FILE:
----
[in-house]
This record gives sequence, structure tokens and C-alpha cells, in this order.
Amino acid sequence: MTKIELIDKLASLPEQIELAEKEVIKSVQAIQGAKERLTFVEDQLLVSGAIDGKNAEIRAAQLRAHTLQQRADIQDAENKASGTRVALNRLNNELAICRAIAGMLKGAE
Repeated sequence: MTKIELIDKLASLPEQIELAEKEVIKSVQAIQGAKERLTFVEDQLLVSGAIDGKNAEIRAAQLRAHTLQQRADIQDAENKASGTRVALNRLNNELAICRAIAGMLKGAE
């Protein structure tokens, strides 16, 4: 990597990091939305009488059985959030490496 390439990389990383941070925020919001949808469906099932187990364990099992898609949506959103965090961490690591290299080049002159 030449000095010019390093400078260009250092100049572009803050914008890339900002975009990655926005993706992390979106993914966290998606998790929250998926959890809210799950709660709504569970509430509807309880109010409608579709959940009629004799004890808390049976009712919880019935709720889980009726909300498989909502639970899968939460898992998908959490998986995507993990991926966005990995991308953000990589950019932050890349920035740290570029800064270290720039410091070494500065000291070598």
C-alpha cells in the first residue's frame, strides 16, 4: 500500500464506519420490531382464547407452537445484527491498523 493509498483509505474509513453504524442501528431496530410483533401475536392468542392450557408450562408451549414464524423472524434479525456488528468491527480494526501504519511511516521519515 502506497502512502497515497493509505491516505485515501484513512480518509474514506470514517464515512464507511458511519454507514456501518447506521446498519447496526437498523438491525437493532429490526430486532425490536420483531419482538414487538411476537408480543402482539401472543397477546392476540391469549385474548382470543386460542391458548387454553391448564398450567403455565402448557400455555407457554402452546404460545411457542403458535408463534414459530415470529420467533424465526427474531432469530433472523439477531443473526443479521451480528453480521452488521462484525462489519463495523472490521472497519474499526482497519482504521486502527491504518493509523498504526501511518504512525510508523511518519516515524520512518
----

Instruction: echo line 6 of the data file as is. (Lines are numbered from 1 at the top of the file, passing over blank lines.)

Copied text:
C-alpha cells in the first residue's frame, strides 16, 4: 500500500464506519420490531382464547407452537445484527491498523 493509498483509505474509513453504524442501528431496530410483533401475536392468542392450557408450562408451549414464524423472524434479525456488528468491527480494526501504519511511516521519515 502506497502512502497515497493509505491516505485515501484513512480518509474514506470514517464515512464507511458511519454507514456501518447506521446498519447496526437498523438491525437493532429490526430486532425490536420483531419482538414487538411476537408480543402482539401472543397477546392476540391469549385474548382470543386460542391458548387454553391448564398450567403455565402448557400455555407457554402452546404460545411457542403458535408463534414459530415470529420467533424465526427474531432469530433472523439477531443473526443479521451480528453480521452488521462484525462489519463495523472490521472497519474499526482497519482504521486502527491504518493509523498504526501511518504512525510508523511518519516515524520512518